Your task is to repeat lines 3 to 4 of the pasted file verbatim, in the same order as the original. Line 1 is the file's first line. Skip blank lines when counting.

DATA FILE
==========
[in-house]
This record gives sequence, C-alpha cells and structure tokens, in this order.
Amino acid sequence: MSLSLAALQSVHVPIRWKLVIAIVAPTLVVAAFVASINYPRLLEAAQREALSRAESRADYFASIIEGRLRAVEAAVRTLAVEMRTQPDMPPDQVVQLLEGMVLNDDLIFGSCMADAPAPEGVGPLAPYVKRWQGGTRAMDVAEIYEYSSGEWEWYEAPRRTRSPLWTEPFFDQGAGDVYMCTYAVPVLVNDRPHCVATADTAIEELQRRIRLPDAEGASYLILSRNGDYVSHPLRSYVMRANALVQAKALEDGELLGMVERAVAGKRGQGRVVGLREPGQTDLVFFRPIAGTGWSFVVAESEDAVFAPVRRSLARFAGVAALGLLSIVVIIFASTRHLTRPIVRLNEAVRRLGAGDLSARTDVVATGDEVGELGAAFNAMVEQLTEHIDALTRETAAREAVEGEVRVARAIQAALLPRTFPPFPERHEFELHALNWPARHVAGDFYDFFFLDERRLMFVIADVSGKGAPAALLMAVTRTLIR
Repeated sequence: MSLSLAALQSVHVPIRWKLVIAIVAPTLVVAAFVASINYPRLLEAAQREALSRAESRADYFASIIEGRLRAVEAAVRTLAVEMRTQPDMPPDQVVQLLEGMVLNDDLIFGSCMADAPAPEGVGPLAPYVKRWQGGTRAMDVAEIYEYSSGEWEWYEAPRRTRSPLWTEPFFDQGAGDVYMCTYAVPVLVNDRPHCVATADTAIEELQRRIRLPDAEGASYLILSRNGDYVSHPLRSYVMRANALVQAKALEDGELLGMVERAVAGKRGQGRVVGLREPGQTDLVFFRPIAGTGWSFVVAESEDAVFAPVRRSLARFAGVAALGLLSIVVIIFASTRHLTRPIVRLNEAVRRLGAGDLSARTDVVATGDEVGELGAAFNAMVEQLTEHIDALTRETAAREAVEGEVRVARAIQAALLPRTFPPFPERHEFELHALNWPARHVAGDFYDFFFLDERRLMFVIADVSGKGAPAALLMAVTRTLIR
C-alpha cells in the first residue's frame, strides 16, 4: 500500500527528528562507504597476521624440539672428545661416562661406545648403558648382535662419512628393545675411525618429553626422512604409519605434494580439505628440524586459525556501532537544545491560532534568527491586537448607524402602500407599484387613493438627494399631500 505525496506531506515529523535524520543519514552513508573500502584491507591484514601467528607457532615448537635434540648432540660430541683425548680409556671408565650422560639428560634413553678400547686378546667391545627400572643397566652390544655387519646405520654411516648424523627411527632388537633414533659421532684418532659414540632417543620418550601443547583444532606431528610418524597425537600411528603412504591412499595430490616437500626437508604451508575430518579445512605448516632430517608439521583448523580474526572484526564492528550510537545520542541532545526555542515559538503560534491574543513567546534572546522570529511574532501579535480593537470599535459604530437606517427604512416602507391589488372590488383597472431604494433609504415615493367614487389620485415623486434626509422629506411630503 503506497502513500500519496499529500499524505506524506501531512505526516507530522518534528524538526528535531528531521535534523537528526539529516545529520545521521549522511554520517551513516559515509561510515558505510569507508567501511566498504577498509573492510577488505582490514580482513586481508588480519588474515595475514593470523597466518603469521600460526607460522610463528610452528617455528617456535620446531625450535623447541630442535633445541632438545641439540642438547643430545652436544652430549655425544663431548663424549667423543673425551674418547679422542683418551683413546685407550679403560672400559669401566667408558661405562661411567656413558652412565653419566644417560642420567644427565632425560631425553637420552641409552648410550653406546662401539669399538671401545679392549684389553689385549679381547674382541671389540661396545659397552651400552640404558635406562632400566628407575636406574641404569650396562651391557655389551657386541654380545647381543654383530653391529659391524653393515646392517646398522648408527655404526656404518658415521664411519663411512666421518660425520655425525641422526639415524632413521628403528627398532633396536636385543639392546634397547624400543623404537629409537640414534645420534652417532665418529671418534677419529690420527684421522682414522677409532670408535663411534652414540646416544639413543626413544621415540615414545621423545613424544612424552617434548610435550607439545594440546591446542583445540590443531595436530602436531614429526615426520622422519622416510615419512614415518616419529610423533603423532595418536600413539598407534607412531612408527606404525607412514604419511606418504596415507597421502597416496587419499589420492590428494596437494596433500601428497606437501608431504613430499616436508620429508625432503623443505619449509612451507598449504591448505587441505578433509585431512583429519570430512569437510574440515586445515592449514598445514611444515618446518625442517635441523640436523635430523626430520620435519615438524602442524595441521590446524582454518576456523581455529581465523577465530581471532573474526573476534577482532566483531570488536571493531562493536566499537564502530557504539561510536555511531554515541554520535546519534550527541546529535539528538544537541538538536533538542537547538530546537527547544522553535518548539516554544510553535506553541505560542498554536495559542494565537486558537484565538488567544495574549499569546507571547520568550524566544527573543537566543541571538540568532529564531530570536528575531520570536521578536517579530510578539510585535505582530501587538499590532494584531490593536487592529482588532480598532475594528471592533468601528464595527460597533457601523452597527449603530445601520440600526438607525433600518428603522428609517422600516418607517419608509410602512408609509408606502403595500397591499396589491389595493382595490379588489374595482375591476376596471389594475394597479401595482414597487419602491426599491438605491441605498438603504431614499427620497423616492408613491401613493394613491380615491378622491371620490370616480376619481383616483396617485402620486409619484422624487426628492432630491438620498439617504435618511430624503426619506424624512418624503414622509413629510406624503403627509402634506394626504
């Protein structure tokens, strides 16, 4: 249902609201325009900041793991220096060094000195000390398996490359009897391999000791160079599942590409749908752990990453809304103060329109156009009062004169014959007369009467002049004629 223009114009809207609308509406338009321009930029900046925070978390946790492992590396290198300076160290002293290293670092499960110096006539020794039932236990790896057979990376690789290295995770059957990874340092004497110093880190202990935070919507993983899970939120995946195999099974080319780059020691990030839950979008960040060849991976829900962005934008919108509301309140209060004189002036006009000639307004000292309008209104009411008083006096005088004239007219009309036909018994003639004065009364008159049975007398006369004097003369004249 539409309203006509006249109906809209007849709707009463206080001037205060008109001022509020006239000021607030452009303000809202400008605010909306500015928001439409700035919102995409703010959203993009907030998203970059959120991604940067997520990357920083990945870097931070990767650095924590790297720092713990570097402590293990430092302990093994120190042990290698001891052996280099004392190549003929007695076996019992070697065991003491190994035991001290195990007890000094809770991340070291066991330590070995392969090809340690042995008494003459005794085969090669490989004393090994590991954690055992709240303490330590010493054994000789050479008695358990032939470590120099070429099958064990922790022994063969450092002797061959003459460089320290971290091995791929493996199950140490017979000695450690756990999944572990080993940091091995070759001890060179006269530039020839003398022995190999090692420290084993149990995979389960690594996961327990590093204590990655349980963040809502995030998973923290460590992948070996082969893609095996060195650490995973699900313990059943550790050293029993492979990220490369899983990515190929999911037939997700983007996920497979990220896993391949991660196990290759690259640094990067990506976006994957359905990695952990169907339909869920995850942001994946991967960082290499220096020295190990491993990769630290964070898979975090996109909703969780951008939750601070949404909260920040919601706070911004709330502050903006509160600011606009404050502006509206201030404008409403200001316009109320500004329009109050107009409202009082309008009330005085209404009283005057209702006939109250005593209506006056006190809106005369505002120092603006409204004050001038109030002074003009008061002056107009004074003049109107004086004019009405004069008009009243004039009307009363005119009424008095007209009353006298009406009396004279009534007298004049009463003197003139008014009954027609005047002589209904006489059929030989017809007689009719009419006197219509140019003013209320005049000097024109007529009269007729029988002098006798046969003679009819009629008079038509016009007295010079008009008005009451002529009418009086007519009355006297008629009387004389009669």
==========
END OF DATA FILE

Amino acid sequence: MSLSLAALQSVHVPIRWKLVIAIVAPTLVVAAFVASINYPRLLEAAQREALSRAESRADYFASIIEGRLRAVEAAVRTLAVEMRTQPDMPPDQVVQLLEGMVLNDDLIFGSCMADAPAPEGVGPLAPYVKRWQGGTRAMDVAEIYEYSSGEWEWYEAPRRTRSPLWTEPFFDQGAGDVYMCTYAVPVLVNDRPHCVATADTAIEELQRRIRLPDAEGASYLILSRNGDYVSHPLRSYVMRANALVQAKALEDGELLGMVERAVAGKRGQGRVVGLREPGQTDLVFFRPIAGTGWSFVVAESEDAVFAPVRRSLARFAGVAALGLLSIVVIIFASTRHLTRPIVRLNEAVRRLGAGDLSARTDVVATGDEVGELGAAFNAMVEQLTEHIDALTRETAAREAVEGEVRVARAIQAALLPRTFPPFPERHEFELHALNWPARHVAGDFYDFFFLDERRLMFVIADVSGKGAPAALLMAVTRTLIR
Repeated sequence: MSLSLAALQSVHVPIRWKLVIAIVAPTLVVAAFVASINYPRLLEAAQREALSRAESRADYFASIIEGRLRAVEAAVRTLAVEMRTQPDMPPDQVVQLLEGMVLNDDLIFGSCMADAPAPEGVGPLAPYVKRWQGGTRAMDVAEIYEYSSGEWEWYEAPRRTRSPLWTEPFFDQGAGDVYMCTYAVPVLVNDRPHCVATADTAIEELQRRIRLPDAEGASYLILSRNGDYVSHPLRSYVMRANALVQAKALEDGELLGMVERAVAGKRGQGRVVGLREPGQTDLVFFRPIAGTGWSFVVAESEDAVFAPVRRSLARFAGVAALGLLSIVVIIFASTRHLTRPIVRLNEAVRRLGAGDLSARTDVVATGDEVGELGAAFNAMVEQLTEHIDALTRETAAREAVEGEVRVARAIQAALLPRTFPPFPERHEFELHALNWPARHVAGDFYDFFFLDERRLMFVIADVSGKGAPAALLMAVTRTLIR